Will Wright: Spore, birth of a game
In a friendly, high-speed presentation, Will Wright demos his newest game, Spore, which promises to dazzle users even more than his previous masterpieces.
Will Wright invented a genre of computer game that involves neither winning nor shooting, yet has generated colossal hits. Among them: SimCity (which earned its publisher $230 million), The Sims, and Spore.
Double-click the English transcript below to play the video.
I've always wanted to be a cyborg.
One of my favorite shows as a kid was "The Six Million Dollar Man,"
and this is a little bit closer to the 240 dollar man or so, but --
At at any rate. I would normally feel very self-conscious and geeky
wearing this around, but a few days ago I saw
one world-renowned statistician swallowing swords on stage here,
so I figure it's OK amongst this group.
But that's not what I want to talk about today.
I want to talk about toys, and the power that I see inherent in them.
When I was a kid, I attended Montessori school
up to sixth grade in Atlanta, Georgia.
And at the time I didn't think much about it,
but then later, I realized that that was the high point of my education.
From that point on, everything else was pretty much downhill.
And it wasn't until later, as I started making games, that --
I really actually think of them more as toys.
People call me a game designer, but I really think of these things more as toys.
But I started getting very interested in Maria Montessori and her methods,
and the way she went about things,
and the way she thought it very valuable for kids to kind of discover things on their own
rather than being taught these things overtly.
And she would design these toys, where kids in playing with the toys
would actually come to understand these deep principles
of life and nature through play.
And since they discovered those things, it really stuck with them so much more,
and also they would experience their own failures;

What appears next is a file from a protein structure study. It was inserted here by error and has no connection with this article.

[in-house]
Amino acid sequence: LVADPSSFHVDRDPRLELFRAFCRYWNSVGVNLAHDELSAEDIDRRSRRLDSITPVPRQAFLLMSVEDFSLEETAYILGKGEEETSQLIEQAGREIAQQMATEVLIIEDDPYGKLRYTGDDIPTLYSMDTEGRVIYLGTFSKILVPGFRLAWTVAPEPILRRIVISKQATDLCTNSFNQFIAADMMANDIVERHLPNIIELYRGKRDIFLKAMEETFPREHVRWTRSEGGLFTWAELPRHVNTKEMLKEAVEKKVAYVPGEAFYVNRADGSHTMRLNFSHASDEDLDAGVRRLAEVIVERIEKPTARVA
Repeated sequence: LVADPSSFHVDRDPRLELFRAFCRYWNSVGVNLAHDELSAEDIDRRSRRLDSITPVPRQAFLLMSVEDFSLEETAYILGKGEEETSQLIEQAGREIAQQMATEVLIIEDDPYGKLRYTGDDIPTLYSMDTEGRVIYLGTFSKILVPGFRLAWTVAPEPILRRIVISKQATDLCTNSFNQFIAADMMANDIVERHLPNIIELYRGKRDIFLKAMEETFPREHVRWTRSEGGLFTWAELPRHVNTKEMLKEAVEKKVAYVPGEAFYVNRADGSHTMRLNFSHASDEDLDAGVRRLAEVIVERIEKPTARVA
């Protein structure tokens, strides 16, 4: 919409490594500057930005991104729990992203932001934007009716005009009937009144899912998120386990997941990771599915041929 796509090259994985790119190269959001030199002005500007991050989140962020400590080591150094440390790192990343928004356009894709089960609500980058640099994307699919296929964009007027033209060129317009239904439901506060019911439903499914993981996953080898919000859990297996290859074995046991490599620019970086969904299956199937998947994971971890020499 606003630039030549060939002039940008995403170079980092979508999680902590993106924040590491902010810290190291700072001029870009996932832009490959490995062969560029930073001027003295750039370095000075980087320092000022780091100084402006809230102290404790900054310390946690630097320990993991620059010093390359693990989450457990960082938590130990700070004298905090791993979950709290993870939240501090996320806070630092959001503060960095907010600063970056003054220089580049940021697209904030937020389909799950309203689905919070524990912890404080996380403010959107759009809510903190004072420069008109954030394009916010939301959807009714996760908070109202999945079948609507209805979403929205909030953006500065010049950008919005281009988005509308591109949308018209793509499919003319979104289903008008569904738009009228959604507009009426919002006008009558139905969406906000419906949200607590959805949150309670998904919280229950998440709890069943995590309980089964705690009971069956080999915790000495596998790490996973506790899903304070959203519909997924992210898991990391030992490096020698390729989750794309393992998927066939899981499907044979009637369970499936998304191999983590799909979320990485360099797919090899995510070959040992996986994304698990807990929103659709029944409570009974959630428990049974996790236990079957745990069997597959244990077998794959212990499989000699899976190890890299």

there was a failure-based aspect to learning there. It was very important.
And so, the games that I do, I think of really more as modern Montessori toys.
And I really kind of want them to be presented in a way
to where kids can kind of explore and discover their own principles.
So a few years ago, I actually started getting very interested
in the SETI program. And that's the way I work.
I get interested in different kinds of subjects, I dive in,
I research them, and then I try to figure out how to craft a toy around that,
so that other people can kind of experience the same sense of discovery as I did
as I was learning that subject.
And it kind of led me to astrobiology, which is the study of possible life in the universe.
And then Drake's Equation, which is looking at the
probability of life arising on planets, how long it might last, how many planets are out there,
stuff like that.
And I started looking at how interesting Drake's Equation was,
because it spanned all these different subjects --
physics, chemistry, sociology, economics, astronomy.
And another thing that really impressed me a long time ago
was "Powers of Ten," Charles and Ray Eames' film.
And I started putting those two together and wondering,
could I build a toy where kids would kind of trip across
all these interesting principles of life,
as it exists and as it might go in the future.
Things where you might trip across things
like the Copernican Principle, the Fermi Paradox,
the Anthropic Principle, the origin of life.
And so I'm going to show you a toy today that I've been working on,
that I think of more than anything else as kind of a philosophy toy.
In playing this toy, you kind of -- this will bring up philosophical questions in you.
This game's called "Spore." I've been working on it for several years.
It's getting pretty close to finished now.
It occurs at all these different scales, first of all,
from very, very small to very, very large.
I'm just going to pop in at the start of the game.
And you actually start this game in a drop of water,
as a very, very small single-cell creature,
and right off the bat you basically just have to live, survive, reproduce.
So here we are, at a very microscopic scale,
swimming around. And I actually realize that cells don't have eyes,
but it helps to make it cute.
The players are going to play through every generation of this species,
and as you play the game the creature is actually growing bit by bit.
And as we start growing the camera will actually start zooming out,
and things that you see in the background there
will actually start slowly pulling into the foreground,
showing you a little bit of what you'll be interacting with as you grow.
So as we eat, the camera starts pulling out, and then we start interacting with
kind of larger and larger organisms.
Now, we actually play through many generations here, at the cellular scale.
I'm going to skip ahead here. At some point we get larger, and we actually get
to a macro-evolution scale.
Now at this point we're leaving the water,
and one thing that's kind of important about this game is that, at every level,
the player is designing their creature,
and that's a fundamental aspect of this.
Now, in the evolution game here, the creature scale, basically you have to eat,
survive, and then reproduce. You know, very Darwinian.
One thing we noticed with "The Sims," which is a game I did earlier,
is that players love making stuff.
When they were able to make stuff in the game they had a tremendous amount